While Gogo has been in the news lately as a result of a lawsuit filed by American Airlines, executives said this week on the company’s earning call that it still anticipates its market penetration to grow due to increased flyer demand for internet bandwidth.

“Consumer demand is really constrained by bandwidth on our networks right now, but every indication we have is that as you bring more bandwidth to the aircraft you are going to see skyrocketing passenger demand,” said Gogo CEO Michael Small. “This is a supply-constrained business right now. I still firmly believe that the airplane would have to be the exception if you don’t get to a 100 percent usage on the plane, maybe in all different ways and varieties and some maybe for free and some maybe paid. But, ultimately, the whole plane will use it.”

Gogo also announced its deal to increase bandwidth capacity on its new broadband system this week. Besides the capacity increase, the system will also broadcast high-definition TV content to the aircraft.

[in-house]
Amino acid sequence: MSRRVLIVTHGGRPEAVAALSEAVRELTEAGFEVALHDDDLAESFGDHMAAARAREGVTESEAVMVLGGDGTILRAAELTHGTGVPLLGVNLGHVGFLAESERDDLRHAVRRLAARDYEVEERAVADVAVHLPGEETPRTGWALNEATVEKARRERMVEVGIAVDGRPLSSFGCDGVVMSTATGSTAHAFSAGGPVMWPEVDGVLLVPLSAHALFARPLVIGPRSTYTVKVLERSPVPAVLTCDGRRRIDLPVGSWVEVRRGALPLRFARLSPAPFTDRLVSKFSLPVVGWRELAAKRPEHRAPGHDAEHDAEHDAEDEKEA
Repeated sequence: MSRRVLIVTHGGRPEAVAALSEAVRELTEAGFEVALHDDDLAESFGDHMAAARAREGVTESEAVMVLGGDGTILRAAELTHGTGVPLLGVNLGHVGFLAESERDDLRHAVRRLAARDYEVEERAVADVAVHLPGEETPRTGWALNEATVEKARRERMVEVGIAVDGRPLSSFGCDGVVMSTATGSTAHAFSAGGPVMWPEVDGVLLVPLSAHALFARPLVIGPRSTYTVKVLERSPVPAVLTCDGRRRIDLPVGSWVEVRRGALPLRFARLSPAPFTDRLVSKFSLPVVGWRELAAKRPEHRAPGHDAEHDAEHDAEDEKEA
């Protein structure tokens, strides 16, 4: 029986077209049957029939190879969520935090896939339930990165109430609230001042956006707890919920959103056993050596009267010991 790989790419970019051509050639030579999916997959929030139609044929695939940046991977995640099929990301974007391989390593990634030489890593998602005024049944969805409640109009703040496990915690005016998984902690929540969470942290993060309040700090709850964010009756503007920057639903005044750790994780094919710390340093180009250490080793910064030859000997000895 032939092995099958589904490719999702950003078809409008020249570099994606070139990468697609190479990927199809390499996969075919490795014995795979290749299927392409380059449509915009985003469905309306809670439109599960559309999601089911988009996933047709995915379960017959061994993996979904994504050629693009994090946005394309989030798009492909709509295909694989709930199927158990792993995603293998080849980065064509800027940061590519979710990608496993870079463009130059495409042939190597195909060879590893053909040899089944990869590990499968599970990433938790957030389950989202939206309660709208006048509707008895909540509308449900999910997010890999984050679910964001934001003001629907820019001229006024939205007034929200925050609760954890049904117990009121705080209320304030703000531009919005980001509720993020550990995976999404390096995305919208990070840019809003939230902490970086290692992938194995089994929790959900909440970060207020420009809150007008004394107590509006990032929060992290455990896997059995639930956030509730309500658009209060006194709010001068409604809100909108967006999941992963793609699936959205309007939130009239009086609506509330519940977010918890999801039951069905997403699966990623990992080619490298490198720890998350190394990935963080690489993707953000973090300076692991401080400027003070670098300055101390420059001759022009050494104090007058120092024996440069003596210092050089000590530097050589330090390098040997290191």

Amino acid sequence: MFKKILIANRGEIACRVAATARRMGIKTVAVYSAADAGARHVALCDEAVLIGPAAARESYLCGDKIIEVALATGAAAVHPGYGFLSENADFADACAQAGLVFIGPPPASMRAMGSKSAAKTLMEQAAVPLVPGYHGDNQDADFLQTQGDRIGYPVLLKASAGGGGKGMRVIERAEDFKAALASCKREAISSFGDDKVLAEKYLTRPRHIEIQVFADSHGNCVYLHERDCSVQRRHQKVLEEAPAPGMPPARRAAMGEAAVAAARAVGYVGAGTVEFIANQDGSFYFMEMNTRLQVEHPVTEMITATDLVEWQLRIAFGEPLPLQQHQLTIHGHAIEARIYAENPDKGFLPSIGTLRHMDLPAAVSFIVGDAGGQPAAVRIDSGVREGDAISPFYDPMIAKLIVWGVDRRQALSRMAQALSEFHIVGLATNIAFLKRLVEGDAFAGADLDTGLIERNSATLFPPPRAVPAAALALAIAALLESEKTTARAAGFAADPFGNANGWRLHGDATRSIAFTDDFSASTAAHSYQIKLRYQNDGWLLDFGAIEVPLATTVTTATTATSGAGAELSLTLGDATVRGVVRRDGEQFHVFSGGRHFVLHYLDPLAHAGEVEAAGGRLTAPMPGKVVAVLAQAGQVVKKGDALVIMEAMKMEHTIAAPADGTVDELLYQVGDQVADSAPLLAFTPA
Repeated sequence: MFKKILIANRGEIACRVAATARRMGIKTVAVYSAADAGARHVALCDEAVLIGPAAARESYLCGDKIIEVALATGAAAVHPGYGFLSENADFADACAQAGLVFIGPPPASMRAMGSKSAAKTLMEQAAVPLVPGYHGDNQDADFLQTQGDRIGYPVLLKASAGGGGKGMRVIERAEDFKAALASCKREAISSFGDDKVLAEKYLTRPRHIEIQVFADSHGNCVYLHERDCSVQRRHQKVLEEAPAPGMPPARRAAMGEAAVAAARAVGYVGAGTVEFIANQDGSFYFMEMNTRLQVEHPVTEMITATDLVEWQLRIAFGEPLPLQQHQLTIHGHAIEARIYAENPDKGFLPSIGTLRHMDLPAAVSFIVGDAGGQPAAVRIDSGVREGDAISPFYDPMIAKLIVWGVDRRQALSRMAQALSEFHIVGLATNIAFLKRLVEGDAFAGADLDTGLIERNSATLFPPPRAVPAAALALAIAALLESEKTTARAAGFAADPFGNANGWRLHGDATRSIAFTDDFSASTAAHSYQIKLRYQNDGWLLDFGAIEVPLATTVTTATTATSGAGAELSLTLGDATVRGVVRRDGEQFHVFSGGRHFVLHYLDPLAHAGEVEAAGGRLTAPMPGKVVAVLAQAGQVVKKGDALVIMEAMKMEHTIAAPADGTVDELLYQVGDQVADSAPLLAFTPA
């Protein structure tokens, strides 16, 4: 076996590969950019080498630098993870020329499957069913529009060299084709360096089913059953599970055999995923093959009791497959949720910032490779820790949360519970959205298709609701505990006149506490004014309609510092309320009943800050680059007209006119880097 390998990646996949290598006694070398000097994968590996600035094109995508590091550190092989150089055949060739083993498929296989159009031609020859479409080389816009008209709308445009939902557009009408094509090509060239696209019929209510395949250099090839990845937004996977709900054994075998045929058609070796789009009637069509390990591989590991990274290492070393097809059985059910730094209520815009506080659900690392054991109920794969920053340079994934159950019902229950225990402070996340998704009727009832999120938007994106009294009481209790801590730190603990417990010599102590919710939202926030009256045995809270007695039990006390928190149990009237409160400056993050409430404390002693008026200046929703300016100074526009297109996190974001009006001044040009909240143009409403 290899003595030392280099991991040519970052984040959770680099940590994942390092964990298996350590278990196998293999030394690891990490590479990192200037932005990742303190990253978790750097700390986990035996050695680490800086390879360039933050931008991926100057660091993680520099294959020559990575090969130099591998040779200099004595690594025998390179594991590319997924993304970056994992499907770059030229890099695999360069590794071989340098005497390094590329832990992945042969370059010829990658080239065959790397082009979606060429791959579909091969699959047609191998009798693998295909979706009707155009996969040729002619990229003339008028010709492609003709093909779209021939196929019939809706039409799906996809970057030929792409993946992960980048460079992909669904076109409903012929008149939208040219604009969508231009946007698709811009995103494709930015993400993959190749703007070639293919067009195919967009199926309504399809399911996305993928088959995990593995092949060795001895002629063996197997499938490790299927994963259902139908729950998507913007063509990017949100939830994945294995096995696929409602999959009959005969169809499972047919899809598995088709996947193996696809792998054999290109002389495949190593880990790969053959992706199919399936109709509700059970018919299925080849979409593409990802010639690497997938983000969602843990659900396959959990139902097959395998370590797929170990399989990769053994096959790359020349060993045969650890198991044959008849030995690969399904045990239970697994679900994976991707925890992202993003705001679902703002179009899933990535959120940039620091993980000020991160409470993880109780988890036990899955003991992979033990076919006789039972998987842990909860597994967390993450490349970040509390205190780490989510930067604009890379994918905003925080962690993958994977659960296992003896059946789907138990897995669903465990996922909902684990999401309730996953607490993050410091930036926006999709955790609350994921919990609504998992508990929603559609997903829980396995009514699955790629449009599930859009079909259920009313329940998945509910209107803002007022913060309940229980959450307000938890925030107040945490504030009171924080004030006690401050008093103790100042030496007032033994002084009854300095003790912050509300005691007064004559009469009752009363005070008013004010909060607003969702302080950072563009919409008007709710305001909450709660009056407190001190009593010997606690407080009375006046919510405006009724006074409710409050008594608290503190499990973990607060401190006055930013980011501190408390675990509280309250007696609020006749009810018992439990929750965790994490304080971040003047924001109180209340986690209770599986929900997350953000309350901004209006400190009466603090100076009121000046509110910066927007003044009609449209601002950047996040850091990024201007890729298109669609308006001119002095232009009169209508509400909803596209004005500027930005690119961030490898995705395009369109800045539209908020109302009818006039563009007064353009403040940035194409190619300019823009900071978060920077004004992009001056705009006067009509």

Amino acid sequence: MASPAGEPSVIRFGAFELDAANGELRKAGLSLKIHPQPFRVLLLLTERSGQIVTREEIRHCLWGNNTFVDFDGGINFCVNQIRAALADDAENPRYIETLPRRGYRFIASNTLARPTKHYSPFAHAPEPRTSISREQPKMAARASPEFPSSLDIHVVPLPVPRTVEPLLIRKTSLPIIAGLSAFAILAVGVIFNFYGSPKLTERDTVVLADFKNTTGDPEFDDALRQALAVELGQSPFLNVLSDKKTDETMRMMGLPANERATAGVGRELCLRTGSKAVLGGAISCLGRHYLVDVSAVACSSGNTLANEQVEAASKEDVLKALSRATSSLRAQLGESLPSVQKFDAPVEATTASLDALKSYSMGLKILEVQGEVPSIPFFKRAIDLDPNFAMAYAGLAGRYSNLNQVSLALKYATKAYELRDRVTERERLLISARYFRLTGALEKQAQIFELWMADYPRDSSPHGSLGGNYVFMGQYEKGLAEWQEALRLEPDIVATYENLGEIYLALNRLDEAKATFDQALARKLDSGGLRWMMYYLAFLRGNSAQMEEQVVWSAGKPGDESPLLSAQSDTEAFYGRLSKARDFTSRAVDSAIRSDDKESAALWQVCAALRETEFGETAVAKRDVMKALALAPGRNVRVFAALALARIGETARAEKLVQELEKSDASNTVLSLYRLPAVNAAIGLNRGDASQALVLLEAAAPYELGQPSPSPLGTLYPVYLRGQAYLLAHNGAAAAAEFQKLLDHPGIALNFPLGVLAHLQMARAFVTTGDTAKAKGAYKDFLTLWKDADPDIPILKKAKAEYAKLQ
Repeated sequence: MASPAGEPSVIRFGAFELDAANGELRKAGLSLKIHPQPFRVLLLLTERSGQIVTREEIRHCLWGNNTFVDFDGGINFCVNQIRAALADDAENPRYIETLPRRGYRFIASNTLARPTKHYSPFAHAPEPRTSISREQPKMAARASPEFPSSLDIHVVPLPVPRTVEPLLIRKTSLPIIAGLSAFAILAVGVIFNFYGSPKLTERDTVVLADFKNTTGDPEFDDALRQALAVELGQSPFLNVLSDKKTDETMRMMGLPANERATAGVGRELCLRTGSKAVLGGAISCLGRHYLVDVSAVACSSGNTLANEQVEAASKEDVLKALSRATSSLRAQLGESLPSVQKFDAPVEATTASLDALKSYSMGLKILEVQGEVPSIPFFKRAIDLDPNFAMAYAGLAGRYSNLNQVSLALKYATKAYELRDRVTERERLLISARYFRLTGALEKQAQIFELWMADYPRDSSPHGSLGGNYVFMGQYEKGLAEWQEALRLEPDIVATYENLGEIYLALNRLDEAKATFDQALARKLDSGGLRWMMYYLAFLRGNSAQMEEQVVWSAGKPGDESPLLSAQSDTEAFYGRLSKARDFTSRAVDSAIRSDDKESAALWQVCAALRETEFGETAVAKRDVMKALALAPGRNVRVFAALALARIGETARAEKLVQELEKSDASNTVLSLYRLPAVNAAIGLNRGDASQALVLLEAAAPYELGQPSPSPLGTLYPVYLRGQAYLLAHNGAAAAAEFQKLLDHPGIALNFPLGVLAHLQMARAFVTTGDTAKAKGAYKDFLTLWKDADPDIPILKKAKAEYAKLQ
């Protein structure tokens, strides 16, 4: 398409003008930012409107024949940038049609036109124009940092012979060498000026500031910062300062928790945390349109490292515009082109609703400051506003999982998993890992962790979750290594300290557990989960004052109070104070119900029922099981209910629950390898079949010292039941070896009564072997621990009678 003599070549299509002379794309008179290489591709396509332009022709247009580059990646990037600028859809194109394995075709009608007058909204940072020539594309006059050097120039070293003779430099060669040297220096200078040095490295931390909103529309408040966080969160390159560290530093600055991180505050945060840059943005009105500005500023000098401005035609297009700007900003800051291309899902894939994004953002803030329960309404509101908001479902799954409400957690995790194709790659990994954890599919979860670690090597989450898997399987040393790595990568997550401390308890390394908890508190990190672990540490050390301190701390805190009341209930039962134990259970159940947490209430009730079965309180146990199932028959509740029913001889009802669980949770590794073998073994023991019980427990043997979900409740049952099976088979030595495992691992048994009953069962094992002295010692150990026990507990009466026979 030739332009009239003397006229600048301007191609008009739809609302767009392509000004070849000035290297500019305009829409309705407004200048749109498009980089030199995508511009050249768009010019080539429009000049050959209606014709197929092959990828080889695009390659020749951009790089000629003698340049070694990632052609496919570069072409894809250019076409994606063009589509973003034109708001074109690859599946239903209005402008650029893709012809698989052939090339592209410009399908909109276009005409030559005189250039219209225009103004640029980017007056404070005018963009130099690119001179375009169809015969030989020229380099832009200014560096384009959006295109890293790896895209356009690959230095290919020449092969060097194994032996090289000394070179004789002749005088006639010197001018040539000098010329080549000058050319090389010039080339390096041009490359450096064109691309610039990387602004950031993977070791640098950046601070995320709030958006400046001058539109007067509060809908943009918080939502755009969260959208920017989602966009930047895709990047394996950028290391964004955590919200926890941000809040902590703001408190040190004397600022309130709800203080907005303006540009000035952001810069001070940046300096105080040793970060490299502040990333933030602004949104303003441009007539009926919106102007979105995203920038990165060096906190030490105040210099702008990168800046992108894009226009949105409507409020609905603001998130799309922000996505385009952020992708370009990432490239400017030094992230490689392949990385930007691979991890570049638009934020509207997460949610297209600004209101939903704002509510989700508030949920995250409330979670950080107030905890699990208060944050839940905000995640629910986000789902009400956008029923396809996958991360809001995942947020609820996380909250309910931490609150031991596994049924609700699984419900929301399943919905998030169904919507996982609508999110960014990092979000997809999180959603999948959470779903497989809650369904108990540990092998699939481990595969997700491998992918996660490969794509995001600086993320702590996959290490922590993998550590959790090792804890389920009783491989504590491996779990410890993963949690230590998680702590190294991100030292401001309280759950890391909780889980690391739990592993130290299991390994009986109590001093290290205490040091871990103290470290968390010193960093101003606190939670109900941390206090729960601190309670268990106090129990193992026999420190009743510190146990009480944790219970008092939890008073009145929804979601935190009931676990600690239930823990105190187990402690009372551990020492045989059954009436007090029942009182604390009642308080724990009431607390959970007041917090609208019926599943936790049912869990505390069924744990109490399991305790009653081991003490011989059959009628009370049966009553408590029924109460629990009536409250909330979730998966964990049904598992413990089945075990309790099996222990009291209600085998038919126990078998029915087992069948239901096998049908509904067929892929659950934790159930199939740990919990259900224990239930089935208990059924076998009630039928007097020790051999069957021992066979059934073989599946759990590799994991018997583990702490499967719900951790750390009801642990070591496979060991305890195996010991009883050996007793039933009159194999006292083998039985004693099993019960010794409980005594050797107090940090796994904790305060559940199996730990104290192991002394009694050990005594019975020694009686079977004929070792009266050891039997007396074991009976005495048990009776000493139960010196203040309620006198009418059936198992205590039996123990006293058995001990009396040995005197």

Small thinks that streamlining internet access along with television signals will end up cutting costs for airlines.

“Airlines care about it because it will be their biggest opportunity to drive cost out of their business, and it will be their biggest opportunity to improve the customer experience on their planes,” said Small.

Small also expects to have Gogo technology in service for all three major airline alliances, despite the drama with American. The company’s business model, however, may have to shift as increased competition enters the space from rivals like Viasat.

“We had the right business model to get this industry started,” said Small. “Gogo had to control it all. I don’t think it would have come together [any other way]; we had to absolutely minimize the risk for the airlines with the turnkey approach or I don’t think it would have happened. But at this stage, we are open to all business models.”

Photo Credit: A Gogo jet used to test its new satellite technology. Gogo